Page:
Cut that watermelon rind into small pieces. Run over autumn leaves with your lawnmower before adding them to the compost pile.

Smaller is better.

Compost in yellow wheelbarrow

Layer your ingredients

A huge mound of freshly-mown grass clippings will turn into a stinky slimy mess in no time. And a pile of straw won't break down very quickly.

The trick is to combine the two in thin layers, about an inch or two thick. 

Start with a layer of wood chips, then a layer of grass clippings. More wood chips, more grass clippings. Cover the top with a layer of straw.

Using a carbon or "brown" layer on top will help keep your compost from smelling and attracting gnats and flies.

Add moisture - wet but not soggy

Keep your compost pile about as wet as a wrung-out sponge. Too much moisture will make your pile stink and attract flies.

What if your compost does get too wet? Mix in some more browns to help soak up the extra moisture. Cardboard pieces, dry leaves, sawdust and so on are marvelous additions for this purpose.

A dry pile won't heat up and "work," so you do need to add some moisture. If you live in a rainy area, you might not ever have to add moisture. 

During the hot, dry summer, you might need to water your compost pile every time you water the garden. Simply stick the end of your hose into the compost and add water!

Grass clippings in wheelbarrow

Turn your compost

This is the secret to fast compost.

Turning a compost pile mixes the ingredients. Use a shovel or pitchfork to move the middle of the pile to the outside, and the materials on the outside to the middle. 

Personally, I move my compost pile from its current location and form a new pile right next to it. This insures that the bottom of the pile becomes the top, and the dry, identifiable particles on the edges are moved to the middle where they'll decompose faster.

Turning your compost allows oxygen to reach the fungi and microorganisms that are working in your compost. Aeration is necessary to keep the process of composting working.

How often should you turn your compost?

The more frequently you turn the pile, the quicker you'll have finished compost, or "humus."

Do you need a compost bin or tumbler

Some neighborhoods and homeowner associations require that compost be contained in a bin or a tumbler. This keeps it tidy and under control.

You can build a compost bin with three pallets formed into a U shape and fastened with wire in the corners, or use a circle of wire fencing to form a round, upright container.

However, it isn't necessary to contain a compost pile unless you wish to. Mine is on the bare ground in my garden. I've found it easier to turn when it isn't inside a container.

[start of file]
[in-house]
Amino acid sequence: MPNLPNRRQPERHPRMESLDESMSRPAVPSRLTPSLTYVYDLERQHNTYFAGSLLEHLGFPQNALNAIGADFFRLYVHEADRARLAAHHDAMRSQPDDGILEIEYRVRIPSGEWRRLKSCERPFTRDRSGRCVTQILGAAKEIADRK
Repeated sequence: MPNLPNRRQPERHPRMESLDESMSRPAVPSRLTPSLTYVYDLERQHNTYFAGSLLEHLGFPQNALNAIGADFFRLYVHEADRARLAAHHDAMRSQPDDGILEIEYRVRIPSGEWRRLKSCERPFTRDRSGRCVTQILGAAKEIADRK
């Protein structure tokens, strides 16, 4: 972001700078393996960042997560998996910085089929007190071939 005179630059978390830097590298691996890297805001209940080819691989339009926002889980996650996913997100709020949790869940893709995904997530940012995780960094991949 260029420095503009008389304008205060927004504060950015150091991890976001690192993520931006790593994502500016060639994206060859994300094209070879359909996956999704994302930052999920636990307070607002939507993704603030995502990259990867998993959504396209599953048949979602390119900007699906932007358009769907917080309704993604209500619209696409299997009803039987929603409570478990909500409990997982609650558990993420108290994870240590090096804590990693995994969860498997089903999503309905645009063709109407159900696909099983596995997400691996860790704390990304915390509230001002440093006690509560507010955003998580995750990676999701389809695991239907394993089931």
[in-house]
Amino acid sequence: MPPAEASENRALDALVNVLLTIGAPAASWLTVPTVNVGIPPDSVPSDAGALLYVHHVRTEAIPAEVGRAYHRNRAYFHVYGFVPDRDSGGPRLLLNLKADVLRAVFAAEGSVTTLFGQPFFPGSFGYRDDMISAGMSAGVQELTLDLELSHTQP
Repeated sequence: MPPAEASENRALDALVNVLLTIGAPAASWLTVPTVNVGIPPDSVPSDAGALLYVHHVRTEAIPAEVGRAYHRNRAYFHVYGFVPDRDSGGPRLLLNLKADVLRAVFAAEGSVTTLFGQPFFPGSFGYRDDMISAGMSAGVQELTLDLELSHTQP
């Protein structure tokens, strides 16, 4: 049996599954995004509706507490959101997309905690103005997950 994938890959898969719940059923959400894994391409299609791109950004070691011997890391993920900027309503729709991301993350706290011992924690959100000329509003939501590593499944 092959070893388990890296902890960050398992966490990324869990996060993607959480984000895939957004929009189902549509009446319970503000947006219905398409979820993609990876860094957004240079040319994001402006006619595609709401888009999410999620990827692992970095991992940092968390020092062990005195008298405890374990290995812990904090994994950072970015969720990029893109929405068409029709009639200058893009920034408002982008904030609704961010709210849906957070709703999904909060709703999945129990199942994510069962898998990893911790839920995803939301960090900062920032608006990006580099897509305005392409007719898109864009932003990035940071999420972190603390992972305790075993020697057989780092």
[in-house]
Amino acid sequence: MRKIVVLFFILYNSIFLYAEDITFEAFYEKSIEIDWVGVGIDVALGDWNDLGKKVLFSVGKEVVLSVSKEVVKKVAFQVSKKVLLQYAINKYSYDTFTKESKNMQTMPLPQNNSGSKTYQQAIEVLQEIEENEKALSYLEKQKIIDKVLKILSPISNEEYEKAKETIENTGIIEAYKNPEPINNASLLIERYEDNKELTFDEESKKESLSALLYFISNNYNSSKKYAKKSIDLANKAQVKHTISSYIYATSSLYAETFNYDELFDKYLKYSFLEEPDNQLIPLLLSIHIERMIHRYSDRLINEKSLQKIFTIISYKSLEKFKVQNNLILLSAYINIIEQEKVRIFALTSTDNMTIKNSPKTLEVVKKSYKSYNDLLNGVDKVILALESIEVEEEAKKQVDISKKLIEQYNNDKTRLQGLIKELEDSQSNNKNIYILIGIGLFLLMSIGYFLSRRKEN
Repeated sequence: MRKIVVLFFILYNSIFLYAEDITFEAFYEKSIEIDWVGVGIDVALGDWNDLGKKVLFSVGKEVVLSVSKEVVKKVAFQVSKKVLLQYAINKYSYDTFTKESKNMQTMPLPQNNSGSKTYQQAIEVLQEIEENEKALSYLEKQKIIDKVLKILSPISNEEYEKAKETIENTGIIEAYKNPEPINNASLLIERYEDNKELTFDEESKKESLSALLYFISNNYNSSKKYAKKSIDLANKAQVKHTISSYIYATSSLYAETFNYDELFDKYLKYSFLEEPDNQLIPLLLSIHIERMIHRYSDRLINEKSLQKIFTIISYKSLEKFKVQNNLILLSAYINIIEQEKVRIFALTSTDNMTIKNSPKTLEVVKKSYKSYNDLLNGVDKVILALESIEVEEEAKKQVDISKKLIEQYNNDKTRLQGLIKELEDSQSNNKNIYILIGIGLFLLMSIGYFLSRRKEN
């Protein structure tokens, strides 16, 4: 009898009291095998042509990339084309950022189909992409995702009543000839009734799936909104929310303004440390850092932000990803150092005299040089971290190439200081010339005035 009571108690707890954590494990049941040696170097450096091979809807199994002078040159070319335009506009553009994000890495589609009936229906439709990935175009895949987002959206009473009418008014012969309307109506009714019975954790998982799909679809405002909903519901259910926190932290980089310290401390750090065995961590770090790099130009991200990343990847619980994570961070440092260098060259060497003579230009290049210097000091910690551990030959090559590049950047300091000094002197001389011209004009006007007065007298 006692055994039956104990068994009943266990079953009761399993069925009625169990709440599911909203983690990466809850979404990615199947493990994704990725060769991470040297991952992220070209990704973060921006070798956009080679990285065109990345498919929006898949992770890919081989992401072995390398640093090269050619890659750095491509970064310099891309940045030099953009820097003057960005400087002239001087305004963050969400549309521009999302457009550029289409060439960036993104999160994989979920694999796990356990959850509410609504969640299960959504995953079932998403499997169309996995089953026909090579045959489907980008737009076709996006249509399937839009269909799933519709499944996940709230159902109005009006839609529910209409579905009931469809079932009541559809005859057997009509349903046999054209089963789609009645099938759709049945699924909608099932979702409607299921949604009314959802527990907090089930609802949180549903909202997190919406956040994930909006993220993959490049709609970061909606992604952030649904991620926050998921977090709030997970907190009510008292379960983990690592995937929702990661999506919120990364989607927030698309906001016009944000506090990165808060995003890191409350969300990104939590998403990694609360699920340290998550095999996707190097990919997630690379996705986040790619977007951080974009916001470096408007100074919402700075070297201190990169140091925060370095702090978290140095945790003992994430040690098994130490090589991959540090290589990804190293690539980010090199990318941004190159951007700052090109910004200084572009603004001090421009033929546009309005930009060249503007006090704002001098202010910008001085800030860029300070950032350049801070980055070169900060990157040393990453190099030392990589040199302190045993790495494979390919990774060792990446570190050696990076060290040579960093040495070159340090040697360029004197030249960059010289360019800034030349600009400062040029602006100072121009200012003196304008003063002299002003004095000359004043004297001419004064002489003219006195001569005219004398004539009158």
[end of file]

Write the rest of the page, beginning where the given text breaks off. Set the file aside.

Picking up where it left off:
How large should a compost bin or pile be

In order to "work" correctly, a compost pile should be approximately 3 feet in all directions. A smaller pile may not heat up properly.

If you have more material than this, use two compost bins or form two piles. Later, when the compost materials have begun to decompose and shrink in size, you can combine it all into one pile.

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How to turn kitchen and garden waste into compost.

A crazy-long list of compost materials

As I mentioned, I do have a comprehensive list of things you can add to your compost pile. It also includes a list of what you shouldn't compost.

You'll find this 12-page, crazy-long, printable list of compost materials in my Etsy shop. Or if you want even more information on composting, check out my book The Down-to-Earth Guide to Composting, which includes the crazy-long list.

The Down-to-Earth Guide to Composting, an ebook written for people without a science degree.

Are you ready to learn more about composting and get started on a program of your own? Find out how in my new ebook The Down-to-Earth Guide to Composting.

I'll show you in plain, simple terms how to start your compost pile, demystify that "magic ratio" of greens to browns that everyone talks about, help you troubleshoot your compost pile if needed, and give you a crazy-long list of what you can and what you shouldn't compost.

You'll find more information here.

The Down-to-Earth Guide to Composting - how to compost in plain and simple terms.

This post has been shared at some of my favorite blog hops.


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  1. I'll admit, we are lazy composters. We just throw everything into a pile and when it eventually composts we'll use it. Posts like this would be perfect for the Waste Less Wednesday Blog Hop.

    1. Thank you, Katy. I'll go check it out!

  2. If I were you, I'd still be feeding my veg scraps to the chickens. Either way you get scraps processed down into nutrients for your garden (compost or manure as the case may be) but with the chickens you also get eggs. Also I have more trouble finding "browns" for my compost than "greens" so I'd rather share my greens with the chooks so I don't overload the compost with them.